The Masters is going to be strange this year. Not only is it unlikely that four time champion Tiger Woods will be teeing it up, but another four time champion, Arnold Palmer, announced this week that he will not be part of the ceremonial tee shot tradition, the first time since 2004 that The King will not be hitting the first shot of the tournament.
"I spoke with Arnold yesterday and we certainly understand his decision," Chairman Billy Payne said in a statement. "It makes no difference whether he hits a drive. He is a true legend in golf and will be welcomed as usual on the first tee with the other Masters honorary starters. It will be a great day."
Palmer, 86, will still be in attendance and will be at the Champions Dinner. Honestly, Palmer should have a statue of himself erected just off the 18th green so he can see a winner crowned from now until eternity, but that is beside the point.
Palmer’s absence means that Jack Nicklaus and Gary Player will have the tee to themselves, leaving a spot open for a third player, if they decide to add one. The list of players who are worthy of such an honor is very small. Here are some potential replacements for The King to tee off next to The Golden Bear and The Black Knight.
(source: Augusta National)
Ben Crenshaw is the most likely addition to the opening tee shot ceremonies. Crenshaw has served as the Master Of Ceremonies at the Champion’s Dinner for many years, and is among the greatest historians of the game of golf. Gentle Ben does not have as long of as resume as “The Big Three”, but he is a Hall of Famer and, more importantly, a two time Masters Champion. Crenshaw played alongside Player and Nicklaus in last year’s Par 3 Contest in place of Plamer, an addition that seemed like a no brainer. Crenshaw played in his final Masters last year after teeing it up at Augusta for 44 years. Crenshaw has given a lot to Augusta National and is very defensive of the traditions of the game. His transition to being a starter would be seamless.
The two time Masters champion is more well known for his Open Championship victories, but that doesn’t mean Tom Watson hasn’t had a storied career at Augusta, as well. Watson outdueled Jack Nicklaus twice at Augusta - in 1977 and 1981 - and came close several times following his second victory. In fact, he finished inside the top 10 for seven straight years between 1982 and 1988, including a runner up finish in 1984. Following his cinderella run at The Open in 2009 at the age of 59, Watson was briefly in contention in 2010, where he eventually finished T18. Watson will be playing in his final Masters this year after saying goodbye at St. Andrews last year. The timeless Tom Watson would fit in perfectly alongside Nicklaus and Player.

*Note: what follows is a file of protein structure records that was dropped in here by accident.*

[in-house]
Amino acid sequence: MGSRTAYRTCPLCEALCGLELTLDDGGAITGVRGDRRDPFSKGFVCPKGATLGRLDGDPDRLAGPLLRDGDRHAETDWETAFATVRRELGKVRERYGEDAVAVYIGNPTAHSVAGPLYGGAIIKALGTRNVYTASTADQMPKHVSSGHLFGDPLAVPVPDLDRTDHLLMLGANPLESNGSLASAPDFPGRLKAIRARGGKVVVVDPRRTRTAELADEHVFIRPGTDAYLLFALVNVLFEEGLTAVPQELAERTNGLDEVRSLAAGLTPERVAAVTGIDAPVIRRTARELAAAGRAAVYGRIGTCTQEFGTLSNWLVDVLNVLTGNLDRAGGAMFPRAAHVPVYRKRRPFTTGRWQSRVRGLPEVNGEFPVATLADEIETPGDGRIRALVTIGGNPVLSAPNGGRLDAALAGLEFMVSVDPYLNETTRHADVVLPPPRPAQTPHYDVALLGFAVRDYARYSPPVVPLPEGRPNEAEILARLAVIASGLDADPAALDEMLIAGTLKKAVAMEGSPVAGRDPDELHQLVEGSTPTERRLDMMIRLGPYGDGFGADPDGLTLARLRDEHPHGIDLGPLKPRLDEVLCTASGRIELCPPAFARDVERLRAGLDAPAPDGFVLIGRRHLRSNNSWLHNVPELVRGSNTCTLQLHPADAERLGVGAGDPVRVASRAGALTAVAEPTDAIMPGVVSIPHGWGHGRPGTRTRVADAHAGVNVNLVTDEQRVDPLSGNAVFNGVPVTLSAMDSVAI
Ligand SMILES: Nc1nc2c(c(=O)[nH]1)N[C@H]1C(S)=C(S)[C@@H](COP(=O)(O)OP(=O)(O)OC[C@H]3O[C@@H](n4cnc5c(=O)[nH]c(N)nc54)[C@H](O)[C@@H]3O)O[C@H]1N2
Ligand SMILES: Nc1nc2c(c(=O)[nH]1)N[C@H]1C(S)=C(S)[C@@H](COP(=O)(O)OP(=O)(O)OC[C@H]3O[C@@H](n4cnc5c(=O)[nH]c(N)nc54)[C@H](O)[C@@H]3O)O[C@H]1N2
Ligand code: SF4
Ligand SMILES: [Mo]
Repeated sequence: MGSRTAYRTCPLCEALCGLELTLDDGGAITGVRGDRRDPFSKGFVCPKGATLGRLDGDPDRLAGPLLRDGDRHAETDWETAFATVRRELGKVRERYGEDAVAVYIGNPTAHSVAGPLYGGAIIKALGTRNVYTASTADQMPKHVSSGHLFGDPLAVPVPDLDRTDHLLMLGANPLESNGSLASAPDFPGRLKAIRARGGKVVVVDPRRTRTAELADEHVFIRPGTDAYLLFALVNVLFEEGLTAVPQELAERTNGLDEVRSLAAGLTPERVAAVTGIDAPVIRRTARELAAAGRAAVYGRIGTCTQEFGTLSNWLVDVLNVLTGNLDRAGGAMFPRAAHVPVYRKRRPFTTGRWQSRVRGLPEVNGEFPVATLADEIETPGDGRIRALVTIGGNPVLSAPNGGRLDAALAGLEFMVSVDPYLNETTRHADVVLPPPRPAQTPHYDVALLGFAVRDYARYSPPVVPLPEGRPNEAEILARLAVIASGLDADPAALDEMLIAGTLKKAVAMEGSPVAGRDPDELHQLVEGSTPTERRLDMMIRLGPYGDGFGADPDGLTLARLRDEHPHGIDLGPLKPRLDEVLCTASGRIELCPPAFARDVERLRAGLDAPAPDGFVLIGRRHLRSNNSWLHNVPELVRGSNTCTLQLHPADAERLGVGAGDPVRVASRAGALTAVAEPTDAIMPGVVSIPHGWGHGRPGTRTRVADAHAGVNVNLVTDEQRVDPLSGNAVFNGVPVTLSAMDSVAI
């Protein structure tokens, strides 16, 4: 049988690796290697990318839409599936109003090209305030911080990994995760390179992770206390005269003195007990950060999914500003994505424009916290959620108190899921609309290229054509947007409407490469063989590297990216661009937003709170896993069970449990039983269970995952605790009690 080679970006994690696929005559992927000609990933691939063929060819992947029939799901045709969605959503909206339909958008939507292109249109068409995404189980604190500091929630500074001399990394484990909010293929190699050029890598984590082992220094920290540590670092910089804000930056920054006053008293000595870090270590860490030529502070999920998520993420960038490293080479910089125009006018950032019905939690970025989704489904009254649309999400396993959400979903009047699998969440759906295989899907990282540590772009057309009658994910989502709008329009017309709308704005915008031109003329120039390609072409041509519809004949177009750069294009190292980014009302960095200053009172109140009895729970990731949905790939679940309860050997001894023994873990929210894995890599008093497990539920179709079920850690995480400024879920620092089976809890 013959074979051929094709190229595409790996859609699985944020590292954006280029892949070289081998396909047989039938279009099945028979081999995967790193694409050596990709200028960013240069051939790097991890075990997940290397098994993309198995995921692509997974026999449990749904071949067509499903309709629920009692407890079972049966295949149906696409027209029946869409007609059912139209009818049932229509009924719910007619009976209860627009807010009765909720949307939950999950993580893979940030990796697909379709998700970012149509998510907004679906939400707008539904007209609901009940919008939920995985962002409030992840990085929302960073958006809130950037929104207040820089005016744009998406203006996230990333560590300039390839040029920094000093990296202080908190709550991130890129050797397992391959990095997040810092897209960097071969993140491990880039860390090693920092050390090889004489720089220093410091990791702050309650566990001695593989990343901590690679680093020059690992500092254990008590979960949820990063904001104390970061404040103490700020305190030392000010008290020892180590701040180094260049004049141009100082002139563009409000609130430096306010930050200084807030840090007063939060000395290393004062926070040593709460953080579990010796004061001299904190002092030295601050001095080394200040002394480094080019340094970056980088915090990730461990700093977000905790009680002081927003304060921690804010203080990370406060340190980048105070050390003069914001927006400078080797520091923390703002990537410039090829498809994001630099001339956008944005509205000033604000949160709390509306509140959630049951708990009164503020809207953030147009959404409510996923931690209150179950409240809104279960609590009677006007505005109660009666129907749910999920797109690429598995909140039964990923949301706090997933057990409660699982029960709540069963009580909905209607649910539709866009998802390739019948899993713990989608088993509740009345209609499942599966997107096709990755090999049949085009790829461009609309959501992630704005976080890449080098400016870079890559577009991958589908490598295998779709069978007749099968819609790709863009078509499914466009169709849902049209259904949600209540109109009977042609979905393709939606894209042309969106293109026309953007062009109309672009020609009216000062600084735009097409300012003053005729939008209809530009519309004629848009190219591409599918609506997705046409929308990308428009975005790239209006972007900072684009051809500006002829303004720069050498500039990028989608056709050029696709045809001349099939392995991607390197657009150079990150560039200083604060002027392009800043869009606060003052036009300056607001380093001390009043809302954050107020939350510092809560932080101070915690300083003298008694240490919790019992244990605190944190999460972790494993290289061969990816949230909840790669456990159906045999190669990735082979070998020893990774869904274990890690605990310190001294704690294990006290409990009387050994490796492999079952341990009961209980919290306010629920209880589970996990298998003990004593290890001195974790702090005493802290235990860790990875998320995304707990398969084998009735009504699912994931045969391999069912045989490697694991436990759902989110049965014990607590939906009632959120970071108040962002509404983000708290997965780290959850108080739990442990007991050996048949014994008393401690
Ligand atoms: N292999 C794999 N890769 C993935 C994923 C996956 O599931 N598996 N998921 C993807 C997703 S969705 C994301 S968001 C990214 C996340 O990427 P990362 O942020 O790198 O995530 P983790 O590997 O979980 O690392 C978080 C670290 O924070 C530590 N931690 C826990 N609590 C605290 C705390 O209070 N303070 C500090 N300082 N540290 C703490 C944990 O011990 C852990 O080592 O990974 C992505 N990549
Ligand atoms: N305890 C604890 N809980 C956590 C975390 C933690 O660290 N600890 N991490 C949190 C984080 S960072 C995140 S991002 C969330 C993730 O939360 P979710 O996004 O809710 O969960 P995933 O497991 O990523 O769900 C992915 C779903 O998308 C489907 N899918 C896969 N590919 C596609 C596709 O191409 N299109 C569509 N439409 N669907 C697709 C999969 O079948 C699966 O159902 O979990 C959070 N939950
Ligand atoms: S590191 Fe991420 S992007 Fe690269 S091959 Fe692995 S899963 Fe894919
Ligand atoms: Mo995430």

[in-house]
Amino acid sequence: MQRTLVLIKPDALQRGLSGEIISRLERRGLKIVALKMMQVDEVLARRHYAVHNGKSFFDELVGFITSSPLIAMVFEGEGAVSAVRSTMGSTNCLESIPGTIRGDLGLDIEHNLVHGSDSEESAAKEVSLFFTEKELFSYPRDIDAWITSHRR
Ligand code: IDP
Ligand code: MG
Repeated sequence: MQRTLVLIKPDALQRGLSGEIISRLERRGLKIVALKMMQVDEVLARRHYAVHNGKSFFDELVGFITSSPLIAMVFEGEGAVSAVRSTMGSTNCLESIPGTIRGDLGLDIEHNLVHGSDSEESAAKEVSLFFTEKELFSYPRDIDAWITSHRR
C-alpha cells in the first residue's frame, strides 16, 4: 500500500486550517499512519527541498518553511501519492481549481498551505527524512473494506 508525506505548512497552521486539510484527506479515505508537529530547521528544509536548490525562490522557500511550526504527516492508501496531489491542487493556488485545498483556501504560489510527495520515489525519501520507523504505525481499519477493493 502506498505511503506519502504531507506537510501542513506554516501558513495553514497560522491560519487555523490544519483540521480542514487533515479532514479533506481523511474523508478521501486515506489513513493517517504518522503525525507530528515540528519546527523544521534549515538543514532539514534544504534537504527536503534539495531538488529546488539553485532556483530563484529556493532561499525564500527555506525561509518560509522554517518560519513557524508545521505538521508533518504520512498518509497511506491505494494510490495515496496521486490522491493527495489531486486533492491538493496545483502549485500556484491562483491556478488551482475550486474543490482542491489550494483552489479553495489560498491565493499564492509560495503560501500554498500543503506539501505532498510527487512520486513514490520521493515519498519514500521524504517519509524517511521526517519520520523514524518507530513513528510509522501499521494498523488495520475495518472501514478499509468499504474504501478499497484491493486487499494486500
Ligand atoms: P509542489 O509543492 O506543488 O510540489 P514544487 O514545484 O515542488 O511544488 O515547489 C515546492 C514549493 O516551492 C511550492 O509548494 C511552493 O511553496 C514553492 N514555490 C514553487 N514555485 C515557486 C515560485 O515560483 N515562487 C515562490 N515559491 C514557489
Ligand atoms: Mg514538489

Sir Nick Faldo
(source: Daily Globe)
An interesting path Augusta National could go down is to put together champions from different eras to hit the ceremonial tee shot. Nick Faldo is a three time Masters champion and was the best player in the world in the early to mid 90’s. Faldo is always in attendance at The Masters, playing in the Par 3 Tournament and participating in the Champions Dinner. Of course, it helps that Faldo works for CBS, which is The Masters’ television partner. Faldo’s resume and history at Augusta would be enough to give him such an honor, but he has one major hurdle - himself. Faldo is a controversial guy. He’s the exact opposite of Arnold Palmer - instead of being friends with everyone, he seems to make more enemies the more he speaks. Perhaps time will heal some of those wounds and Faldo will eventually find his way on that first tee. Or, perhaps, Billy Payne just won’t care about who Faldo gets along with and puts him in there anyway. If Augusta has taught us anything, it’s that they play by their own rules.
(Source: Augusta National)
Might as well, seeing as he’s only a ceremonial golfer at this point, right? In all seriousness, Tiger Woods will eventually be hitting the first tee shot on Thursday morning. If Tiger is unable to heal and play again, why not make it sooner rather than later? Hitting a tee shot next to Jack Nicklaus would mean that the players with the most and second most major victories of all time would be on the tee at the same time. He would bring a lot of buzz and media around the ceremony. Tiger has already said that he may not win again in the future. Why not give him the respect he deserves?
Let’s be honest - it’s going to be next to impossible to fill the shoes of Arnold Palmer. Perhaps the only way to be able to move on from the aura of The King is to let time pass. The last “Big Three” to be the honorary starters at The Masters - Byron Nelson, Gene Sarazen, and Sam Snead - were part of the ceremony together starting in 1984. They did it together for a long time - 15 years the three were together. In 1999, Gene Sarazen died, and instead of replacing him, they let Nelson and Snead hit the shot on their own. Snead did it alone in 2002, and after his death, no one did it until Palmer stepped up in 2007. The Big Three are just that - three. While there are many names who are worthy of the honor of the ceremonial tee shot, none of them are worthy of being part of the Big Three. Palmer and Nicklaus are likely to go alone until they both decide to walk away.